CBL Insurance's interim liquidators are not allowed to go ahead with a pay-out to its reinsurer and largest creditor, Gibraltar-based Elite Insurance.
In a High Court judgment released today, Justice Patricia Courtney dismissed the liquidator's application for an order to be granted the power to make the immediate payment of cash and assets.
The amount and the assets involved were confidential, and would remain that way after the court decided to keep confidentiality orders in place.
At least 68 percent of CBL Insurance's (CBLI) claims liabilities are owed to Elite.
Liquidators Kare Johnstone and Andrew Greenfell of McGrathNicol wanted to pay out Elite, to remove liabilities owed to it from its balance sheet.
In a letter to shareholders, they said it would better CBLI's financial position.
The judgment said the interim liquidators "consider that the remaining creditors will be in a better position as a result of removing the exposure to Elite than if Elite were to be treated in the same way as all other creditors".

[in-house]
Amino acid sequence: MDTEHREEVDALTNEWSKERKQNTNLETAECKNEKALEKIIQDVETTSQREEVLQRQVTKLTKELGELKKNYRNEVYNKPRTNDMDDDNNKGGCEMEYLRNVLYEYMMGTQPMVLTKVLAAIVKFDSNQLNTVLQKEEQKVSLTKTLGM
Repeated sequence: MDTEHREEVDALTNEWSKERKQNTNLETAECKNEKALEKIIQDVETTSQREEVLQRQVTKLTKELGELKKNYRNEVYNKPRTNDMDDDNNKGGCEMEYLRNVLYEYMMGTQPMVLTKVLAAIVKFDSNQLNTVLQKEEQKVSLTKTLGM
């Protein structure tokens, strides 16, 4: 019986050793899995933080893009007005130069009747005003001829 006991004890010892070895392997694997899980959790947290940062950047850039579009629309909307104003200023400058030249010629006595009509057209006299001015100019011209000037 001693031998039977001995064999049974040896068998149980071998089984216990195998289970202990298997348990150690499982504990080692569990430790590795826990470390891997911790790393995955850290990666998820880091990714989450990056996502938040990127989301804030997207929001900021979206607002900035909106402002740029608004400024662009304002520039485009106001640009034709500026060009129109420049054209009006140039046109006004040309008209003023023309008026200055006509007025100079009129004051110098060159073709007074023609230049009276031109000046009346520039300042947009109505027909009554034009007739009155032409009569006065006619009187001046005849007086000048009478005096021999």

But CBLI's two directors, shareholders and second largest creditor Alpha Insurance all opposed it in court, arguing it was not in their best interests and would leave them worse off when trying to secure their debt payments.
CBLI's directors still wished to restructure the firm to revive it.
The Reserve Bank - which placed CBLI in interim liquidation in February - said in a written statement that it supported the payout to Elite, but accepted the court's decision.
It still wanted all confidentiality orders removed.
The Reserve Bank's adjourned hearing for its liquidation application will be heard in the Auckland High Court on 12 November.
The Reserve Bank, the Financial Markets Authority and the Serious Fraud Office continue to separately investigate CBL Insurance and its parent CBL Corporation.